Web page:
Campus Access Only

All rights reserved. This publication is intended for use solely by faculty, students, and staff of University of the Pacific. No part of this publication may be reproduced, distributed, or transmitted in any form or by any means, now known or later developed, including but not limited to photocopying, recording, or other electronic or mechanical methods, without the prior written permission of the author or the publisher.

Date of Award


Document Type

Thesis - Pacific Access Restricted

Degree Name

Master of Science (M.S.)


Physical Therapy

First Advisor

Darcy A. Umphred

First Committee Member

Brad Stockert

Second Committee Member

Gayle Riley


In today's health care environment tremendous efforts are being made by Health Maintenance Organizations (HMOs) to deliver appropriate patient care while controlling utilization of services and costs. One area of concern over the past two years has been the apparent over-utilization of spinal surgeries within a local Senior HMO. This HMO has no specific plan or physician guidelines for the management of low back pain. Utilization of spinal surgeries is measured in incidence of admissions per thousand members of the Senior HMO. Over the past two years the incidence of spinal surgeries per thousand has grown from 2.4 in 1995, 4.1 in 1996 and 7.4 during the first quarter of 1997. This is compared to a suggested rate of 1.5 per thousand for similar HMO populations around the country.

The purpose of this study was to determine the effectiveness of the presentation of a treatment algorithm and physician guidelines for the management of low back pain (LBP). In order to determine the effectiveness of the presentation of the algorithm, the incidence of spinal surgeries per thousand for nine quarters prior to the presentation was compared to the incidence per thousand for the three quarters following the presentation.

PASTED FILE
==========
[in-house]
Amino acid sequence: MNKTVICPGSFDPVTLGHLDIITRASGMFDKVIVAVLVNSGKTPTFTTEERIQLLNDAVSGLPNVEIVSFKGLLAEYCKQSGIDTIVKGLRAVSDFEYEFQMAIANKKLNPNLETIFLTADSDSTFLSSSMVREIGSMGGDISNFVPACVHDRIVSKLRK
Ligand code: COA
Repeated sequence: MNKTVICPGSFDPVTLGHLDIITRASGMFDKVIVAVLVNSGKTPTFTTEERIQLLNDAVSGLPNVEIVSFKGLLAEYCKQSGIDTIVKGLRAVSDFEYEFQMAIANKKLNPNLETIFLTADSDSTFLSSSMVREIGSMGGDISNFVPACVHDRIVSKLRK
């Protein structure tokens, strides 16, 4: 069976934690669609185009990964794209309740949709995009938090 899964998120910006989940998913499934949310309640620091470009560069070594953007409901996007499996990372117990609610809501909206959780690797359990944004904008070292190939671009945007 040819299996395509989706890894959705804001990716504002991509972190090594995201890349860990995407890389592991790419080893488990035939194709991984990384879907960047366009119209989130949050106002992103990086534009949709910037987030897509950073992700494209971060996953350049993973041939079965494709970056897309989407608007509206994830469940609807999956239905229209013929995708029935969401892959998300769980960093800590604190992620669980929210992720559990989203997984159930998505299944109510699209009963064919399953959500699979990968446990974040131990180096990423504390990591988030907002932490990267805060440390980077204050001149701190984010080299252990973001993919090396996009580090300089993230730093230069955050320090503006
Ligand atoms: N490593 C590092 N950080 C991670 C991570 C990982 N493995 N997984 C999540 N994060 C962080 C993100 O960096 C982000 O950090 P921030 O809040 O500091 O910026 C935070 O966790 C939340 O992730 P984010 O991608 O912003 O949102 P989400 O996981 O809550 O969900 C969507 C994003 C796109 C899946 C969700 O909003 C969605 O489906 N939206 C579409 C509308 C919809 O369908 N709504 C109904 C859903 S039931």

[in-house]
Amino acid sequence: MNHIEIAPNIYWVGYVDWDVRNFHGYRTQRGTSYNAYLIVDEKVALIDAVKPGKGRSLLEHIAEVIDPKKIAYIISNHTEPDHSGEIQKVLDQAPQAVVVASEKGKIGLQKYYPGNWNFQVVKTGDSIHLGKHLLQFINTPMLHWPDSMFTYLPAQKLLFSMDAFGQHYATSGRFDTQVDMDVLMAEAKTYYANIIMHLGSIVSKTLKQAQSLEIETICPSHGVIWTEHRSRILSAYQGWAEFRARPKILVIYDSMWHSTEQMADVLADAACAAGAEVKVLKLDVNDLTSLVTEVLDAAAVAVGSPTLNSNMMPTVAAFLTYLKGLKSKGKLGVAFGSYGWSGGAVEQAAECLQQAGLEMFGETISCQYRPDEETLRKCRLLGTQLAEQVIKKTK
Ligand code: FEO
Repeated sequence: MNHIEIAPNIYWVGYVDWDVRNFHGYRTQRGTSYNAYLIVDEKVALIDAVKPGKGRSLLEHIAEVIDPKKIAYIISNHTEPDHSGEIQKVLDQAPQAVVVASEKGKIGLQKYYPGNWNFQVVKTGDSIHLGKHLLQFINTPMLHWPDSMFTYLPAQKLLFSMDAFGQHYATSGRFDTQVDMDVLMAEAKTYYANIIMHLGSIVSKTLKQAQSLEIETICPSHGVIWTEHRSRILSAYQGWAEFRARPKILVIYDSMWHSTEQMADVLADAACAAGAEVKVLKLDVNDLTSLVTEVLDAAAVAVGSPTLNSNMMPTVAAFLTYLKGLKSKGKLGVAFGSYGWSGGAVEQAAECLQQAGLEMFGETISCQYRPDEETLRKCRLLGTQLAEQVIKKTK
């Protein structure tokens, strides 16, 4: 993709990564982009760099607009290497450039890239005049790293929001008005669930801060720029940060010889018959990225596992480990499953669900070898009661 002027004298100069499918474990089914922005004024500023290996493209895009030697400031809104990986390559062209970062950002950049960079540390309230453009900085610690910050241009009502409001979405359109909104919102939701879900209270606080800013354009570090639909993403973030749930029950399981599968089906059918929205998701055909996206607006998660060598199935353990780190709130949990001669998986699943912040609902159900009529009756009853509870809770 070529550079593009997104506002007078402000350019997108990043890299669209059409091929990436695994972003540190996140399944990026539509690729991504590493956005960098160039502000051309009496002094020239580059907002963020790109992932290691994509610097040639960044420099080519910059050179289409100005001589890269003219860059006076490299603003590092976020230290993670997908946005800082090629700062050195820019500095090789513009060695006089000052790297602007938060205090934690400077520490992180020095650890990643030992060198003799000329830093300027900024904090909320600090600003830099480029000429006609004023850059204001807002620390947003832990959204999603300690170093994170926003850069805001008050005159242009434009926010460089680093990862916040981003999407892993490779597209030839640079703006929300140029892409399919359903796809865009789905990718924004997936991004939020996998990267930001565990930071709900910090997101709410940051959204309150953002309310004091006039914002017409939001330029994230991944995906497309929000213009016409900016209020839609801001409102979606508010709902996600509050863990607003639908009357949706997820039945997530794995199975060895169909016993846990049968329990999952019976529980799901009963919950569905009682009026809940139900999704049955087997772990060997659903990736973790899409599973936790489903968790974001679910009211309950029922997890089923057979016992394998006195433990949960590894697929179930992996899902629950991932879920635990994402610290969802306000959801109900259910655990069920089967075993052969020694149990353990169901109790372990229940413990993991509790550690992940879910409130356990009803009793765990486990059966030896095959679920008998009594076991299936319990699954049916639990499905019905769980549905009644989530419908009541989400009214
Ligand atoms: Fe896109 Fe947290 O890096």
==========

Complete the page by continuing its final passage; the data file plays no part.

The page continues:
Results of this comparison showed a slight drop, but statistically insignificant (P = .62), in the rate of surgeries compared to the previous year. When compared to the previous two years the rate was actually slightly higher, but statistically insignificant (P = .57) after the presentation. Although the comparisons were determined to be insignificant, trend analysis indicated a gradual rise in the incidence during the initial five quarters, a plateau during the next four quarters, and a slight decrease in the rate of surgeries during the last three quarters which followed the introduction of the treatment algorithm.

At this time it would be appropriate to continue the analysis of quarterly data and continue feedback and education to the primary care physicians in an attempt to promote proper utilization of spinal surgeries and overall management of LBP.



To access this thesis/dissertation you must have a valid email address and log-in to Scholarly Commons.

Find in PacificSearch



If you are the author and would like to grant permission to make your work openly accessible, please email


Rights Statement

Rights Statement

In Copyright. URI:
This Item is protected by copyright and/or related rights. You are free to use this Item in any way that is permitted by the copyright and related rights legislation that applies to your use. For other uses you need to obtain permission from the rights-holder(s).